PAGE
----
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Totentango is a short orchestral work by the British composer Matthew King, commissioned by the London Symphony Orchestra who premiered the work in the Barbican Hall in London in February 2010. The conductor at the first performance was Pavel Kotla. The composer has said of the work:

Ever since the mysterious "dancing plague" of 1518 there has been a long tradition of pieces of music in which dancing and death find themselves in close proximity and the orchestral repertoire is littered with totentanzes and danse macabres. Totentango is my own modest attempt to engage with that tradition.[1]

Totentango takes about 7 minutes to play. The music fuses together a plethora of dance styles in an intricate polyphony of rhythm. Tango melodies and snatches of Viennese waltz collide with habanera and techno in rapid succession as the music spirals towards obliteration. The virtuoso orchestral style contains a number of elaborate instrumental combinations whilst the lush string writing and use of muted brass is occasionally reminiscent of the film music of the 1940s. The composer Colin Matthews described the work as being "like La Valse orchestrated by Bernard Hermann".[1] Totentango embraces an almost bewildering diversity of styles and is unashamedly melodious which perhaps explains why one dissenting critic has objected to the work's being "listener friendly with a vengeance" whilst conceding that it contained "skillful scoring". [2]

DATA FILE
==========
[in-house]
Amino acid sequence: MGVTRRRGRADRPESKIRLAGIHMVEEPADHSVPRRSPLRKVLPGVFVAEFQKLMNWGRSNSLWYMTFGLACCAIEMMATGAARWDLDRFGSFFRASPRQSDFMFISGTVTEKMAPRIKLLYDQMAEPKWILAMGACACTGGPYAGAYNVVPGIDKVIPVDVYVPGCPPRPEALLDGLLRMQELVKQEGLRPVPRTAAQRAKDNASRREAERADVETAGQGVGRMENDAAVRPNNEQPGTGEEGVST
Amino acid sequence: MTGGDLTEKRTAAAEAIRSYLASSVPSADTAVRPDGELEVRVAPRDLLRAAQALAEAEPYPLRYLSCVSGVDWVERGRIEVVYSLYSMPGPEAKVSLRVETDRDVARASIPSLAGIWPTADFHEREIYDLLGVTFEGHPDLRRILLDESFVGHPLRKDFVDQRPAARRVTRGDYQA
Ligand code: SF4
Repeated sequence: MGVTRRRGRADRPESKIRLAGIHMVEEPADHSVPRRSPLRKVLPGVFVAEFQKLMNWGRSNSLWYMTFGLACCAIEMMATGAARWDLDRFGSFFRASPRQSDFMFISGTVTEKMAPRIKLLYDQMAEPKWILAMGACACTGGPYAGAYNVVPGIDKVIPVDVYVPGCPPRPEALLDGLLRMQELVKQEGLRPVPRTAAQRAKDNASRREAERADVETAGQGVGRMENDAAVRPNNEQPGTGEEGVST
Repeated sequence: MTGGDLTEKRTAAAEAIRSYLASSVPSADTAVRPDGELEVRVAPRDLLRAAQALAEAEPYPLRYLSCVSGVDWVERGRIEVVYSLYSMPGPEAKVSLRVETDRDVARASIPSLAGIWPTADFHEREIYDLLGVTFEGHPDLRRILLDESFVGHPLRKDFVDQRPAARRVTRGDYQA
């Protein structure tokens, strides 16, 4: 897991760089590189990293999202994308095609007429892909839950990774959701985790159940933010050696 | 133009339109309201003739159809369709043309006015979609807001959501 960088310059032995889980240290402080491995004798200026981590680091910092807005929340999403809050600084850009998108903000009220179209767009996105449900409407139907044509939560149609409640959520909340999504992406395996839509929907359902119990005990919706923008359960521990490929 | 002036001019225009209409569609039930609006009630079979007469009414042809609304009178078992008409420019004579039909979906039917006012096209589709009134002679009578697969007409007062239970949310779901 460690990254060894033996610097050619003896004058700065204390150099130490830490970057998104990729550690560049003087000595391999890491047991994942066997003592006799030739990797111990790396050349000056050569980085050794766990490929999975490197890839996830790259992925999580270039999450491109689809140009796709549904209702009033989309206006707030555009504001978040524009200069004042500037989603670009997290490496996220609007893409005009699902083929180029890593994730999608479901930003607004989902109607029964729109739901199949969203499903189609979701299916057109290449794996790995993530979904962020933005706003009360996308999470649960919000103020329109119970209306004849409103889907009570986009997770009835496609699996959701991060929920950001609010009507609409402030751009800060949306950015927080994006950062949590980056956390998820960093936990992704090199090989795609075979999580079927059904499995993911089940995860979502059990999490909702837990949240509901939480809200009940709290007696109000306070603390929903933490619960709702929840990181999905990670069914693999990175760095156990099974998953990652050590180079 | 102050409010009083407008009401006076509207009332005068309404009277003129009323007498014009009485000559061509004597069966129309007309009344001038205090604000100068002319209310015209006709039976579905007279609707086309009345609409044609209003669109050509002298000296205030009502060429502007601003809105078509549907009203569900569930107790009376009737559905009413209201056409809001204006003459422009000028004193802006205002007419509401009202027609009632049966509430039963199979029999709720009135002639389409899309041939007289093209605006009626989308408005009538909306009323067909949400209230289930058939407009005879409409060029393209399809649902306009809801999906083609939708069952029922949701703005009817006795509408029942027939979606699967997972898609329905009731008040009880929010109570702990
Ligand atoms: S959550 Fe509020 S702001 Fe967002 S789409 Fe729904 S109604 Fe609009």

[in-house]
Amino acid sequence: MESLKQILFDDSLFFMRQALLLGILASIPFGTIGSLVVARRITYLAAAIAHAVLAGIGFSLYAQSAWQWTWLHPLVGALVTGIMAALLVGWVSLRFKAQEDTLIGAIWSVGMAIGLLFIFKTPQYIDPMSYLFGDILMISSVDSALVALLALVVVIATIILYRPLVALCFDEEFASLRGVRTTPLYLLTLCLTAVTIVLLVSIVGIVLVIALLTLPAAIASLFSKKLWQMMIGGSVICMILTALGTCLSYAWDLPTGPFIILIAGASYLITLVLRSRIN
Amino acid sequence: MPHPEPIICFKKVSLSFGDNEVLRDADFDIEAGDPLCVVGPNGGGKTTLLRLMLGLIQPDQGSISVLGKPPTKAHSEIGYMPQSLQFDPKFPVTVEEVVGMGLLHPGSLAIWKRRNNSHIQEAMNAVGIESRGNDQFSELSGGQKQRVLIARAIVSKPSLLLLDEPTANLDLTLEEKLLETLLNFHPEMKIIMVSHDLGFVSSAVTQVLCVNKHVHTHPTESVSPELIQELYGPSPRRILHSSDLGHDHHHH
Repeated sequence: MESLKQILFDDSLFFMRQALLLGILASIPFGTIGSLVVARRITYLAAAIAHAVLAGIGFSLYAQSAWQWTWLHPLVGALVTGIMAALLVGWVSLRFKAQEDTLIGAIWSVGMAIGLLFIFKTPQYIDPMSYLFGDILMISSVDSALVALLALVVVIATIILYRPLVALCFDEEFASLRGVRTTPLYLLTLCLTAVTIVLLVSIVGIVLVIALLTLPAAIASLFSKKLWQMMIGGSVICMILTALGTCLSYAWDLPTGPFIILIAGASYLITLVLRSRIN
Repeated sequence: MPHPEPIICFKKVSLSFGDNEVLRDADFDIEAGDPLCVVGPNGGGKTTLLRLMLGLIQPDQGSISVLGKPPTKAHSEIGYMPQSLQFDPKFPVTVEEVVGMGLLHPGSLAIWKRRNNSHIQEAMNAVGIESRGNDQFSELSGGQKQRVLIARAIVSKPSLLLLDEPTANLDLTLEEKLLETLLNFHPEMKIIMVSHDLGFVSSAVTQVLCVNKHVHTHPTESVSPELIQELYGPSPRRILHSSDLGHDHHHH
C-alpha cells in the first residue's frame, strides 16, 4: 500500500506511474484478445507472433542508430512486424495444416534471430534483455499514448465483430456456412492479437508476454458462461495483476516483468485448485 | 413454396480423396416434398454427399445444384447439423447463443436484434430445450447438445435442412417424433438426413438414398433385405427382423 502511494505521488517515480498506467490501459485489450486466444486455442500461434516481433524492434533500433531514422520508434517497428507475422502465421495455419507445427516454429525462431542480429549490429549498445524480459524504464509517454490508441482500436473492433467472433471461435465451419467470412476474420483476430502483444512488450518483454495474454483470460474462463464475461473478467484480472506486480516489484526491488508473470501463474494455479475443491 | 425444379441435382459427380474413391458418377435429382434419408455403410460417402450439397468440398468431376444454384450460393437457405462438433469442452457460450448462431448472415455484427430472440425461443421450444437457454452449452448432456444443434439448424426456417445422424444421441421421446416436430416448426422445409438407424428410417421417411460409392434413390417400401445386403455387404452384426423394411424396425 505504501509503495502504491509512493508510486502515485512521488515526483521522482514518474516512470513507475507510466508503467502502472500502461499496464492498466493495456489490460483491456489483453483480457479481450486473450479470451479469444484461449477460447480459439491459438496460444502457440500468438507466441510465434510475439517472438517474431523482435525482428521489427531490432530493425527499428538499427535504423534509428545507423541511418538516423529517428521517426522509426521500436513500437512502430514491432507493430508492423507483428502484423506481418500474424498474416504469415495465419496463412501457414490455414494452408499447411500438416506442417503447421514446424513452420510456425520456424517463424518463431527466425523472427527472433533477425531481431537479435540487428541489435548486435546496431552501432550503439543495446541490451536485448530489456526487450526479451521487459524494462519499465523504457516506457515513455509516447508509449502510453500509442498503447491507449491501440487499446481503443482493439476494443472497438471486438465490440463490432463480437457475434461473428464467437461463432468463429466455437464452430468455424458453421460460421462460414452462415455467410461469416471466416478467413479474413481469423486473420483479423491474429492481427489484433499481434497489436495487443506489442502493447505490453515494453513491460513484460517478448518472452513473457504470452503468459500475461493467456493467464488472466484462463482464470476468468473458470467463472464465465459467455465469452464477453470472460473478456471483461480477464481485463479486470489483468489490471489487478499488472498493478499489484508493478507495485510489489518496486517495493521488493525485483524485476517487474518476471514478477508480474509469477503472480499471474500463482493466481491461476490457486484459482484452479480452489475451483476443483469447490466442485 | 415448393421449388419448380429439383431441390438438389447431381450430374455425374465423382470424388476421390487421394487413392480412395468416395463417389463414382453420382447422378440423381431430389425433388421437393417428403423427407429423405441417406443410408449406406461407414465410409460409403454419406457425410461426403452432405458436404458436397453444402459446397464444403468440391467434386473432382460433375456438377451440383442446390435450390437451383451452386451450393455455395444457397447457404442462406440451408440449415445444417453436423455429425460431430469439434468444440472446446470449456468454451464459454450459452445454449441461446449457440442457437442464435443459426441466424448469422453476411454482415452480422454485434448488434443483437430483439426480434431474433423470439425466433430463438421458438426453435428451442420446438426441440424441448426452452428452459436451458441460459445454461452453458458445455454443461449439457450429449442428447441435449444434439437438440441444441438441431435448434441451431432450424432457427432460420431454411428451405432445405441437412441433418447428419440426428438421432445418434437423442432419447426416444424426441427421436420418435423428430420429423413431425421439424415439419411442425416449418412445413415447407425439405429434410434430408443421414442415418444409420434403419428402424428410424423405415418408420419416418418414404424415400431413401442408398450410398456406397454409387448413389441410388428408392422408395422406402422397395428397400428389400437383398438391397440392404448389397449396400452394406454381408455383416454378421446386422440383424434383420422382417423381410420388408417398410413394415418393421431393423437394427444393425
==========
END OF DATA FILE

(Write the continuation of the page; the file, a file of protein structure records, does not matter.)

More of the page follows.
1. ^ a b LSO Program for 2010-02-24
  2. ^ "LSO/Colin Davis Midori". The Classical Source. 2010-02-24. Retrieved 2010-04-01.